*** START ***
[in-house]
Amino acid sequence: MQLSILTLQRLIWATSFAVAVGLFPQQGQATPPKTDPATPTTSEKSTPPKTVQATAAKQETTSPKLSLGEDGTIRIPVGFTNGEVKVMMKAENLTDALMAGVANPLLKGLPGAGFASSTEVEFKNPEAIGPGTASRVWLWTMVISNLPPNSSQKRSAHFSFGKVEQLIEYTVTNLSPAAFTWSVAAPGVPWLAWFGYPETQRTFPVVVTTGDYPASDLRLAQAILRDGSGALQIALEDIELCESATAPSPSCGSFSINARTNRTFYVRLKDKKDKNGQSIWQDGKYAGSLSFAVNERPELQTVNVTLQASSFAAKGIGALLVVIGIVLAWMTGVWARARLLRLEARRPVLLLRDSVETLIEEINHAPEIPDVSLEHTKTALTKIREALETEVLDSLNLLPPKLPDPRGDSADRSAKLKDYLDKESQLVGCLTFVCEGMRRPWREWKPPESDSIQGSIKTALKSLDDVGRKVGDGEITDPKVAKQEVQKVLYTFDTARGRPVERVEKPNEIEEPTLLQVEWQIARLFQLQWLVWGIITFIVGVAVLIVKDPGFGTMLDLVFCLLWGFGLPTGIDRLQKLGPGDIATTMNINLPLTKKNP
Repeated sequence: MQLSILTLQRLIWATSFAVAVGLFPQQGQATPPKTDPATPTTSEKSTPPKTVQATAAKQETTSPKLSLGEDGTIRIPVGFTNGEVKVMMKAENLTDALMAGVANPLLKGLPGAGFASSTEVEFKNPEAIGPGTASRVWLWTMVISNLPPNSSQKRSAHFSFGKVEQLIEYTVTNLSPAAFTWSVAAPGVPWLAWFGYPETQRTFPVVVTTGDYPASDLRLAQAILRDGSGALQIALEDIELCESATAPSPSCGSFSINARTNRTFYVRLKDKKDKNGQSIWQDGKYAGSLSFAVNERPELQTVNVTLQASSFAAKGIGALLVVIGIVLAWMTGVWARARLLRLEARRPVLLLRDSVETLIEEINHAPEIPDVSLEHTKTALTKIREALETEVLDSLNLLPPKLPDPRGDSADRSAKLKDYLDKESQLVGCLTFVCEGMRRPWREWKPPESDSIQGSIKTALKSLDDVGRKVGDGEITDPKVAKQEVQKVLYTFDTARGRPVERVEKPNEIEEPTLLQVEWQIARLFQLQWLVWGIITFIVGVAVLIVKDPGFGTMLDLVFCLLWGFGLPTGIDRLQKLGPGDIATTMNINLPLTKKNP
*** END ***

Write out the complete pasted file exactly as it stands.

[in-house]
Amino acid sequence: MQLSILTLQRLIWATSFAVAVGLFPQQGQATPPKTDPATPTTSEKSTPPKTVQATAAKQETTSPKLSLGEDGTIRIPVGFTNGEVKVMMKAENLTDALMAGVANPLLKGLPGAGFASSTEVEFKNPEAIGPGTASRVWLWTMVISNLPPNSSQKRSAHFSFGKVEQLIEYTVTNLSPAAFTWSVAAPGVPWLAWFGYPETQRTFPVVVTTGDYPASDLRLAQAILRDGSGALQIALEDIELCESATAPSPSCGSFSINARTNRTFYVRLKDKKDKNGQSIWQDGKYAGSLSFAVNERPELQTVNVTLQASSFAAKGIGALLVVIGIVLAWMTGVWARARLLRLEARRPVLLLRDSVETLIEEINHAPEIPDVSLEHTKTALTKIREALETEVLDSLNLLPPKLPDPRGDSADRSAKLKDYLDKESQLVGCLTFVCEGMRRPWREWKPPESDSIQGSIKTALKSLDDVGRKVGDGEITDPKVAKQEVQKVLYTFDTARGRPVERVEKPNEIEEPTLLQVEWQIARLFQLQWLVWGIITFIVGVAVLIVKDPGFGTMLDLVFCLLWGFGLPTGIDRLQKLGPGDIATTMNINLPLTKKNP
Repeated sequence: MQLSILTLQRLIWATSFAVAVGLFPQQGQATPPKTDPATPTTSEKSTPPKTVQATAAKQETTSPKLSLGEDGTIRIPVGFTNGEVKVMMKAENLTDALMAGVANPLLKGLPGAGFASSTEVEFKNPEAIGPGTASRVWLWTMVISNLPPNSSQKRSAHFSFGKVEQLIEYTVTNLSPAAFTWSVAAPGVPWLAWFGYPETQRTFPVVVTTGDYPASDLRLAQAILRDGSGALQIALEDIELCESATAPSPSCGSFSINARTNRTFYVRLKDKKDKNGQSIWQDGKYAGSLSFAVNERPELQTVNVTLQASSFAAKGIGALLVVIGIVLAWMTGVWARARLLRLEARRPVLLLRDSVETLIEEINHAPEIPDVSLEHTKTALTKIREALETEVLDSLNLLPPKLPDPRGDSADRSAKLKDYLDKESQLVGCLTFVCEGMRRPWREWKPPESDSIQGSIKTALKSLDDVGRKVGDGEITDPKVAKQEVQKVLYTFDTARGRPVERVEKPNEIEEPTLLQVEWQIARLFQLQWLVWGIITFIVGVAVLIVKDPGFGTMLDLVFCLLWGFGLPTGIDRLQKLGPGDIATTMNINLPLTKKNP